Oh well, All’s Well that End’s Well.

And of course, as we approach the harbor of Le Marin, the only sailboat we’ve seen in 19 days decided to tack right in front of us.  Much like the last idiot on our first night out of the Canaries.

Warning. Harsh language is involved and I don’t hate all sailboats.  But for the life of my with an entire ocean in front of him, why he cut across our bow is beyond me.  I had been watching him for quite a while, had he delayed his tack 10 seconds or changed his course by a few degrees he would not have ended up directly in front of our bow. I had to virtually stop as to not hit him… umm, maybe that is the answer, could he have needed a new paint job?

And my feeling were certainly exacerbated by the fact that this was only the second SV we had seen and the previous encounter, our first night out, was eerily similar.

 

 

 

 

 

Ground(ing)hog Day II

Sans Bill Murray.

Another Beautiful Sunset Over Finland and Dauntless
Another Beautiful Sunset Over Finland and Dauntless

The evening of the [first] grounding, Julie and I, along with our NYC friends, Karen and Jason, were joined by our English sailing buddies, John and Jenny on S/V Shaka.

We celebrated our second successful tie to shore with a stern anchor with a bottle of Prosecco followed by a tasty dinner of roast pork shoulder, onions and red peppers all grilled on the Weber Q280, washed down by at more Prosecco and some Cotes du Rhone.

Good food, good company, good wine; no one can ask for more of life.

What the Chart Looks like
What the Chart Looks like

So I felt far better about the day’s fiasco and remembering my new life’s motto, All’s Well that Ends Well.

That’s what crossing the Atlantic has done for me; my sense of perspective was totally recalibrated, e.g. crossing the street, get run over by a bus, first thought, well, at least it didn’t happen while crossing the Atlantic!

Next day, we awoke to another beautiful day.  Blue skies, westerly winds, which were calm in our protected cove.  I had never slept so well on “anchor”.

Tied to an Island
Tied to an Island

The day’s plan was to move about 10 to 15 miles further east towards Helsinki, as we needed to return to Helsinki the next evening as Jason and Karen had a plane to catch to attend a wedding in NY in two days.

The challenge in Finland is finding a sheltered (from the wind) spot that is not in front of someone’s house, or even visible from said house.  In fact, they are a bit particular about that and in just a few days’ time, we would learn just how particular. But that drama is for a different day.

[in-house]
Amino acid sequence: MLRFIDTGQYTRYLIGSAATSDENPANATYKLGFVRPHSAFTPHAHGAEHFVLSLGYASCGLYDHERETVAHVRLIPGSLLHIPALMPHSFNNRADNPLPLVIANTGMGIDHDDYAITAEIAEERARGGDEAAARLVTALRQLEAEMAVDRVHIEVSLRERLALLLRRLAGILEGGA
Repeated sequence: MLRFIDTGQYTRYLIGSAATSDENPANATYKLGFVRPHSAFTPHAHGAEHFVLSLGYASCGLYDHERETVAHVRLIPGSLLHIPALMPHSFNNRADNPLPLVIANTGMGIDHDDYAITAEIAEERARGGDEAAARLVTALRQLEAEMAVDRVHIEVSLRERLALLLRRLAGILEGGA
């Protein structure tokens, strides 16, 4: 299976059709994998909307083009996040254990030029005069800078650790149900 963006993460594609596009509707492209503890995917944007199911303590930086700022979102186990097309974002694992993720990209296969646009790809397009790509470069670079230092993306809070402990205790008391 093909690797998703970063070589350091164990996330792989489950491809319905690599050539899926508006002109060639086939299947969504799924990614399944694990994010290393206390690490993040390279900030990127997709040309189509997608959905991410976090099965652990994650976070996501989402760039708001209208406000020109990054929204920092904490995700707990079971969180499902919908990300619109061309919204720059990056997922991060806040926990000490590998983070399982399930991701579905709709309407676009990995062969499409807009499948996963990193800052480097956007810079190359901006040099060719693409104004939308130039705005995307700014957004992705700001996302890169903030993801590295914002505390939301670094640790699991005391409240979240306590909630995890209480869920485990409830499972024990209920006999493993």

The challenge is to motor relatively slowly around islands that are everywhere, to find a sheltered cove, that we can safely motor up to, get someone on land to put a line around a tree and then deploy the stern anchor.  All the while also watching for houses, flag poles, stern buoys, docks and other signs of human habitation that must be avoided.

Not an easy task.

Our Stern Anchor
Our Stern Anchor

So as we enter a wide channel between a few islands, maybe a third of a mile apart, we spot some locals sunning themselves on the rocks.  What better way to find a place than to ask them for suggestions!

Another stupid idea that will cost me $$$, but how much is still to be determined.

So, once again, I am driving the boat, as we yell over to these Finns, hoping someone can not only speak English, but can give us a suggestion as to where we can go and not intrude on anyone’s space.

It didn’t seem we ever got an answer that we could understand, though I do remember they pointed out a rock to be avoided, about 200 feet off the end of their island and 200 feet in front and to the left of our heading.

No problem I say, I see it clearly marked on our charts.  I’m certainly not going to run over the little “+” that denotes a rock this time.

And I don’t!  But alas, it turns out I didn’t have to actually hit the “+”, but like tossing horseshoes, close also counts.

I’m turning the boat in a lazy 180° aiming along the route we had just come in on, I aim right of the rock going again about 3 knots. But not far enough to the right.

The wind is strong, 25 knots on our starboard quarter, about 120° relative to the boat, and when I look at the chart seconds later, I see that we are getting close to that rock and shallow area just off our port side.

I steer the boat more to the right, but not in that imminent danger mode, in which I push whoever is at the helm out of the way, and spin the wheel faster than the wheel of fortune; no this was more like, umm, that rock is getting close Jeeves, maybe we should wander a bit more the other way.

So in no haste apparent haste, just as the boat turns, we feel the now too familiar thumps announcing we have struck land once again.  Dauntless rises out of the water, but not like Moby Dick this time, more like a humpback whale, as we rise, but then slide off to the right.

Again stopping within 20 feet, tilted to the right, but still on the rock enough that I cannot extradite ourselves with a little reverse engine.

It’s a large rock.

Very large, maybe two to four feet below the surface, but at least a hundred feet long in the shape of a banana.  The “+” on the chart denoted, the highest point!, but not the full extent.

All my fault in any case.  I still got too close for no real reason and was again too sloppy in my helmsmenship.

Another lesson learned the only way one does seem to learn; the hard way.  But then as a teacher, having firmly believed that no learning is done unless work, sometimes hard work, is involved, I take my medicine that I so liberally dished out to others.

And I can only smile at that irony, but it’s really not ironic, it’s simply a fact of learning.

So again, we got about half way along the keel before stopping, tilted at an angle to the right, bow up.

Within seconds, literally seconds, a Finn and his son appeared in a little skiff, asking if we needed help to get off.  I had already put Dauntless in reverse, but just for a moment, and seeing no real movement, I did not try very hard, and stopped.